Playable City showreel
Playable City puts people and play at the heart of the future city, re-using city infrastructure and re-appropriating smart city technologies to create connections – person to person, person to city.
The Last Blues Song of a Lost Afronaut
An immersive theatre piece, developed as part of our 2016 Artist in Residence programme, in which protagonist Afronaut Femi travels through space in search of life on other planets.
Europa Cinema Entrepreneur of the Year
In November 2010 Watershed, selected from among 1000 cinemas across 500 European cities, was awarded a major international prize by Europa Cinemas naming Watershed as 'Entrepreneur of the Year'.
May 2018 Watershed Podcast
Introducing some of the highlights in film coming up at Watershed this month – from the stylistic and outrageously bloody retribution of Revenge; the mesmeric and satirical post-colonial world of Zama; to our cinematic retrospective of revolutionary times fifty years ago.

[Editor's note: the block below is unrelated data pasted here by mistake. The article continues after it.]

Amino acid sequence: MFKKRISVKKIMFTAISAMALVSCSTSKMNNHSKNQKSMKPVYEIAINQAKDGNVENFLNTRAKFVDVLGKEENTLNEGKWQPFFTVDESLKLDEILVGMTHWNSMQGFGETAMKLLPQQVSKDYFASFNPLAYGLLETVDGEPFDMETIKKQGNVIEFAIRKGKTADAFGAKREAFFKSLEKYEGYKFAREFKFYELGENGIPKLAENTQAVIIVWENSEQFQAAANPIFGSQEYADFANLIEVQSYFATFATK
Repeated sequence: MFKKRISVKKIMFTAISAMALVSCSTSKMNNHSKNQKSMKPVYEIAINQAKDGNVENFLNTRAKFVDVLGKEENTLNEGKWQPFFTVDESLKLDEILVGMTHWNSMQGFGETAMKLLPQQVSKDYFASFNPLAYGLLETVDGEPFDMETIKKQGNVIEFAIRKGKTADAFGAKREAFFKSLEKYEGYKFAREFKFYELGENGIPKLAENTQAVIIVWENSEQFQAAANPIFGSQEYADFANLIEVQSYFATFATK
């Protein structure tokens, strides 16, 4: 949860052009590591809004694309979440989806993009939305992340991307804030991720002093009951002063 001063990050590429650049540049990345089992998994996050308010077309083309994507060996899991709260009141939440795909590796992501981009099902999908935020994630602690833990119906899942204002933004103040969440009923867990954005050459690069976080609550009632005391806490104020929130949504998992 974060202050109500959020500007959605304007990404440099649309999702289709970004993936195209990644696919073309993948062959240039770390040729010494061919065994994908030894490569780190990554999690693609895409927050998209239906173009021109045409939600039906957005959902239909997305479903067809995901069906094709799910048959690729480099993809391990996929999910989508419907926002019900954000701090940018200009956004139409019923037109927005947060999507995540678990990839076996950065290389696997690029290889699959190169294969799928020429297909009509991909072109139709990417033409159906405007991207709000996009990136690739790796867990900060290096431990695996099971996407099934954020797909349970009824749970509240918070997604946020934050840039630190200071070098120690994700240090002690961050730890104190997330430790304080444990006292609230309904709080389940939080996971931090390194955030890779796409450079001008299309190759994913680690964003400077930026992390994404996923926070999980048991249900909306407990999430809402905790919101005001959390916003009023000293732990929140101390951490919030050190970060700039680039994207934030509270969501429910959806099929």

April 2018 Watershed Podcast
April's podcast offers a sonic guided tour to the soundtracks of this month's upcoming film season, The Sound of Sci-fi.
March 2018 Watershed Podcast
At the start of Filmic 2018 – Watershed's annual exploration of the creative connections between film and music – this months podcast looks at some of the films coming up and the central role that music plays in film.
Unplayable Cities: Miguel Sicart
Teacher of play, author and academic Miguel Sicart considers what make an unplayable city and proposes an alternative understanding of the role of play in modern urban living.
Daphne: Directors Q&A
Director Peter Mackie Burns discusses Daphne, his striking drama which follows the life of an early-thirties Londoner who goes off the rails after witnessing a random act of violence.
Philip French Annual Memorial Lecture 2017: Mark Kermode
The Philip French Annual Memorial Lecture sees a key figure in the film world reflect on the qualities film critic French stood for, to examine current developments in film culture and the role of film critics today. 2017's lecture was given by writer and broadcaster Mark Kermode.